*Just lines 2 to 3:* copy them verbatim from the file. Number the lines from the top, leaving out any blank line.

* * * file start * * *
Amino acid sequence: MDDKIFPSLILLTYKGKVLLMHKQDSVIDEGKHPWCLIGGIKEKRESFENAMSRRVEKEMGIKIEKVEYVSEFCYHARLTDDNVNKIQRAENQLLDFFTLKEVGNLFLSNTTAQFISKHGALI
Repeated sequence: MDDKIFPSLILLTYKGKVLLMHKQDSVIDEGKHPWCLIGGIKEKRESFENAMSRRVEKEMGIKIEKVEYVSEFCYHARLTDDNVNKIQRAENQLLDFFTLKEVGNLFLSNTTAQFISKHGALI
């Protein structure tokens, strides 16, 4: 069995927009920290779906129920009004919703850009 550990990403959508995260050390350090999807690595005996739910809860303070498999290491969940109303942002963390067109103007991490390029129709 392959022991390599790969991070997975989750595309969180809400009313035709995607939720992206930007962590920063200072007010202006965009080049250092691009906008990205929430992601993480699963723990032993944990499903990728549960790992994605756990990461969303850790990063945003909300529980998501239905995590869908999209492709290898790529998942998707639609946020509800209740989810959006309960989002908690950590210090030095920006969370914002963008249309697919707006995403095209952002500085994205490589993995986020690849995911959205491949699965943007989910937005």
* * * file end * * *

Repeated sequence: MDDKIFPSLILLTYKGKVLLMHKQDSVIDEGKHPWCLIGGIKEKRESFENAMSRRVEKEMGIKIEKVEYVSEFCYHARLTDDNVNKIQRAENQLLDFFTLKEVGNLFLSNTTAQFISKHGALI
């Protein structure tokens, strides 16, 4: 069995927009920290779906129920009004919703850009 550990990403959508995260050390350090999807690595005996739910809860303070498999290491969940109303942002963390067109103007991490390029129709 392959022991390599790969991070997975989750595309969180809400009313035709995607939720992206930007962590920063200072007010202006965009080049250092691009906008990205929430992601993480699963723990032993944990499903990728549960790992994605756990990461969303850790990063945003909300529980998501239905995590869908999209492709290898790529998942998707639609946020509800209740989810959006309960989002908690950590210090030095920006969370914002963008249309697919707006995403095209952002500085994205490589993995986020690849995911959205491949699965943007989910937005």